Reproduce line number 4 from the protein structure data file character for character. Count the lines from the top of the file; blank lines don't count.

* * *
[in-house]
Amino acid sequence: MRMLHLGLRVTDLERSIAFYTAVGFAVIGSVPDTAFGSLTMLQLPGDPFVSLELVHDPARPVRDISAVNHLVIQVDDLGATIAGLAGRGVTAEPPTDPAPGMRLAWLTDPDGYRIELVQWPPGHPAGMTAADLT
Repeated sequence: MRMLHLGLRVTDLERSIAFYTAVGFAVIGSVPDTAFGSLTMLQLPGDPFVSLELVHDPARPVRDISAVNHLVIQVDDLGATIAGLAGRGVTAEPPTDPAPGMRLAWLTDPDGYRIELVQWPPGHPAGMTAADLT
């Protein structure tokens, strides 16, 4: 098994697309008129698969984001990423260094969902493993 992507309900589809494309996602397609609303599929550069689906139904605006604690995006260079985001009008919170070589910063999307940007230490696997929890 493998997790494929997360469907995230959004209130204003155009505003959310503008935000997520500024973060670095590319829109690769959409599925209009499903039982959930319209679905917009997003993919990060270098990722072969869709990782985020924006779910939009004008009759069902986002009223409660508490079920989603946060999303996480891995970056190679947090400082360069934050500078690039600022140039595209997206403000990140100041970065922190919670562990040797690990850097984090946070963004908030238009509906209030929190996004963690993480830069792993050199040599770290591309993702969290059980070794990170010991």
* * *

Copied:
């Protein structure tokens, strides 16, 4: 098994697309008129698969984001990423260094969902493993 992507309900589809494309996602397609609303599929550069689906139904605006604690995006260079985001009008919170070589910063999307940007230490696997929890 493998997790494929997360469907995230959004209130204003155009505003959310503008935000997520500024973060670095590319829109690769959409599925209009499903039982959930319209679905917009997003993919990060270098990722072969869709990782985020924006779910939009004008009759069902986002009223409660508490079920989603946060999303996480891995970056190679947090400082360069934050500078690039600022140039595209997206403000990140100041970065922190919670562990040797690990850097984090946070963004908030238009509906209030929190996004963690993480830069792993050199040599770290591309993702969290059980070794990170010991």